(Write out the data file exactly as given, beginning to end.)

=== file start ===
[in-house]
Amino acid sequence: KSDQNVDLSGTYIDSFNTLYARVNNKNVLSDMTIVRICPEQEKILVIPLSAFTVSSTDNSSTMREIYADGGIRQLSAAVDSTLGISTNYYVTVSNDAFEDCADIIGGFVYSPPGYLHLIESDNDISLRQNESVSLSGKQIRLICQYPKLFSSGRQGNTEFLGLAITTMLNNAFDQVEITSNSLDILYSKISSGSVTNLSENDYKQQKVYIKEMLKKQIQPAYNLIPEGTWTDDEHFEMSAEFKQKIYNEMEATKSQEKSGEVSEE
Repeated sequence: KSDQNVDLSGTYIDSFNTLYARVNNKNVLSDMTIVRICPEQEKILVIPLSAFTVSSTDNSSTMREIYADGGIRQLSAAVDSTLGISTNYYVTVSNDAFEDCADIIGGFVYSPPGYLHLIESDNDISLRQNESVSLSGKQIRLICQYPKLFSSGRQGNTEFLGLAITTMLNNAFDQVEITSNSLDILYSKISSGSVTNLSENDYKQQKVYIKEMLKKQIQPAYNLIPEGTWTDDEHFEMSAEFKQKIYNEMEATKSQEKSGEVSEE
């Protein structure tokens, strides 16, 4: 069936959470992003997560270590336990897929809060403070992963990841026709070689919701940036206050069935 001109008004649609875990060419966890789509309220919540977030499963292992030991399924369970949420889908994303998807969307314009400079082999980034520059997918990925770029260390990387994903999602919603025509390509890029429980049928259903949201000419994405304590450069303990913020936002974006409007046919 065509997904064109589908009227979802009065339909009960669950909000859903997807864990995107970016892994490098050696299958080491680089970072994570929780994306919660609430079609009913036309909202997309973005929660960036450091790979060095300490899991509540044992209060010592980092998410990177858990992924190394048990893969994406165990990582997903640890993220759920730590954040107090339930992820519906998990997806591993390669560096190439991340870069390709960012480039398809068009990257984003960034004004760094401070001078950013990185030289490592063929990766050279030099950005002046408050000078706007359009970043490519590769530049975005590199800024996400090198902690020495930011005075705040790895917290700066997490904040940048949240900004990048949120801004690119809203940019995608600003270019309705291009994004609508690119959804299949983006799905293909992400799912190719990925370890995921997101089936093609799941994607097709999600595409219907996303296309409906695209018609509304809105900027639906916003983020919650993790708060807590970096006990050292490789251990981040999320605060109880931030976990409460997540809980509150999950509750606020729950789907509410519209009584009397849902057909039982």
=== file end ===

[in-house]
Amino acid sequence: KSDQNVDLSGTYIDSFNTLYARVNNKNVLSDMTIVRICPEQEKILVIPLSAFTVSSTDNSSTMREIYADGGIRQLSAAVDSTLGISTNYYVTVSNDAFEDCADIIGGFVYSPPGYLHLIESDNDISLRQNESVSLSGKQIRLICQYPKLFSSGRQGNTEFLGLAITTMLNNAFDQVEITSNSLDILYSKISSGSVTNLSENDYKQQKVYIKEMLKKQIQPAYNLIPEGTWTDDEHFEMSAEFKQKIYNEMEATKSQEKSGEVSEE
Repeated sequence: KSDQNVDLSGTYIDSFNTLYARVNNKNVLSDMTIVRICPEQEKILVIPLSAFTVSSTDNSSTMREIYADGGIRQLSAAVDSTLGISTNYYVTVSNDAFEDCADIIGGFVYSPPGYLHLIESDNDISLRQNESVSLSGKQIRLICQYPKLFSSGRQGNTEFLGLAITTMLNNAFDQVEITSNSLDILYSKISSGSVTNLSENDYKQQKVYIKEMLKKQIQPAYNLIPEGTWTDDEHFEMSAEFKQKIYNEMEATKSQEKSGEVSEE
């Protein structure tokens, strides 16, 4: 069936959470992003997560270590336990897929809060403070992963990841026709070689919701940036206050069935 001109008004649609875990060419966890789509309220919540977030499963292992030991399924369970949420889908994303998807969307314009400079082999980034520059997918990925770029260390990387994903999602919603025509390509890029429980049928259903949201000419994405304590450069303990913020936002974006409007046919 065509997904064109589908009227979802009065339909009960669950909000859903997807864990995107970016892994490098050696299958080491680089970072994570929780994306919660609430079609009913036309909202997309973005929660960036450091790979060095300490899991509540044992209060010592980092998410990177858990992924190394048990893969994406165990990582997903640890993220759920730590954040107090339930992820519906998990997806591993390669560096190439991340870069390709960012480039398809068009990257984003960034004004760094401070001078950013990185030289490592063929990766050279030099950005002046408050000078706007359009970043490519590769530049975005590199800024996400090198902690020495930011005075705040790895917290700066997490904040940048949240900004990048949120801004690119809203940019995608600003270019309705291009994004609508690119959804299949983006799905293909992400799912190719990925370890995921997101089936093609799941994607097709999600595409219907996303296309409906695209018609509304809105900027639906916003983020919650993790708060807590970096006990050292490789251990981040999320605060109880931030976990409460997540809980509150999950509750606020729950789907509410519209009584009397849902057909039982």